Owner Beware: Scams on Homeowners

April 8, 2018 min read

As spring approaches, so do certain contractors – in fact, they may even knock on your door. Scammers posing as legitimate contractors often target cities and communities in areas hit by natural disasters, according to the Federal Trade Commission’s consumer education arm. Shady contractors may dupe homeowners into paying upfront for work they’ll never perform, or low-quality work carried out by unlicensed or unqualified employees. They may also target older individuals or a specific neighborhood.

Beware of “free” inspections. If a contractor advertises or approaches you with an offer for a very-low-priced or free estimate, proceed cautiously, says Tom Kraeutler, former inspector and now host of the nationally-syndicated radio show and podcast, The Money Pit. “These contractors often find something terribly wrong with whatever they’re inspecting,” he says. For example, a free chimney inspection may have a chimney sweep warning you of an extremely expensive repair and dire consequences, such as your house burning down. Always get a second opinion, and multiple bids for any potential issues.

Elude age-based discrimination. If you or someone you love is older, know that you may be at risk of targeted contractor scams. “Senior citizens who can’t physically get to a space like a crawl space or roof may be contacted by a contractor, who inspects that space, and says there’s something horribly wrong and requires an immediate, costly repair,” Kraeutler says.

Shun neighborhood scams.At times, there seem to be contractors “working an area,” offering probably-unnecessary services up and down the block purported to extend the life of a house component, whether driveway sealing or roof painting. “There are contractors out there who claim to give your roof an extra five years of life with their paint’s ‘magical formula,’” Kraeutler says. In fact, he notes, pitched roofs should never be painted; although flat roofs frequently are upon installation.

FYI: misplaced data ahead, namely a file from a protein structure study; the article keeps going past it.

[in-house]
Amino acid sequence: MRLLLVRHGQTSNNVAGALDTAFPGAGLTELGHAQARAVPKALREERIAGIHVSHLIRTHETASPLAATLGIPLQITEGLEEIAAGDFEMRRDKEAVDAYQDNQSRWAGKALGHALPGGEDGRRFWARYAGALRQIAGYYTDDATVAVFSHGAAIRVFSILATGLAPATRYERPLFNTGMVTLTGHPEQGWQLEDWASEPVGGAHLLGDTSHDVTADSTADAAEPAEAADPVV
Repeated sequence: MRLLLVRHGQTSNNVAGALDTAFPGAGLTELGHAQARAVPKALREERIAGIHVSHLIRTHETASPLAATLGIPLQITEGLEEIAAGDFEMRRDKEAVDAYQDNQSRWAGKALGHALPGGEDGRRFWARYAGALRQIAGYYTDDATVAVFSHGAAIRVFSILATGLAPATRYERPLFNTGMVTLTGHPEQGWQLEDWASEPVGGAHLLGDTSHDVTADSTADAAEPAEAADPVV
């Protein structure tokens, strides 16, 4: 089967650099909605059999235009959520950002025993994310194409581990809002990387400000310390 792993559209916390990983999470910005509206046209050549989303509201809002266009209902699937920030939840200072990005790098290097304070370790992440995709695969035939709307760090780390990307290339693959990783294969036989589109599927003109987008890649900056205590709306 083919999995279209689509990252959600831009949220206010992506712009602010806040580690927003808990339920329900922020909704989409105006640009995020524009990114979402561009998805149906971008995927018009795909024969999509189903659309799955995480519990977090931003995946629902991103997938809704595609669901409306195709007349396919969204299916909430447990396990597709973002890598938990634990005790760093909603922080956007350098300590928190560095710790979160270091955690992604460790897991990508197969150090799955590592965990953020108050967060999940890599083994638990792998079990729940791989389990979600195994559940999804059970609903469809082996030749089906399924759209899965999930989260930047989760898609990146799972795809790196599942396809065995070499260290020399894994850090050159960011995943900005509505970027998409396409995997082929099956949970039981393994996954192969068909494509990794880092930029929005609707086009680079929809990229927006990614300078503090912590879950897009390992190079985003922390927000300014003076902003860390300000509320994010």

Investigate licenses and references. At a minimum, contractors should have a license and insurance, but “licensing doesn’t always mean honesty,” Kraeutler notes. Requirements can vary wildly between differing states, counties and cities – some licenses only require a driver’s license and other minimal standards. The same goes for valid insurance and liability for harm while on property. Research potential contractor hires using online reviews with websites like HomeAdvisor, Better Business Bureau or Yelp; word of mouth; and previous references.

Baffle swindlers. Pay contractors first in a small, limited deposit, never in an up-front all-at-once chunk. Ensure there’s a written contract that lays out work to be performed, how it will be completed, the costs and how problems will be resolved. The contract should stagger payments based on completed work and inspections, whether by municipal or private inspectors, Kraeutler says. Don’t pay for the whole job at once, and don’t accept a contractor’s excuse that they need more money for the job – they should be able to manage their business’ cash flow, not you.

Skip lending scams. Watch out for remodeling or other big-ticket contractors who have direct relationships with lenders, Kraeutler says. You may be encouraged to sign a blank or low-information form, only to find out you’ve signed on to a home equity loan with exorbitant interest rates, points and fees, according to the Federal Trade Commission. Keep looking around for better loan terms and a contractor not already wrapped up with a bank or other lender.

Other red flags. Avoid contractors who show up with materials remaining from previous jobs, attempt to pressure you into an immediate decision, ask you to arrange all permits and inspections, or offer “special” prices, according to the Federal Trade Commission. The FTC’s site offers information about a variety of unusual scams, such as “house wrap” from a particular company.

As well, watch for contractors who underbid other contractors – they may be cutting costs in other ways, such as in materials, work and other quality-related issues. Read more about scams at the National Association of Homebuilders.

Discover more about finding, hiring, paying and troubleshooting a contractor’s work at the FTC’s Hiring a Contractor.



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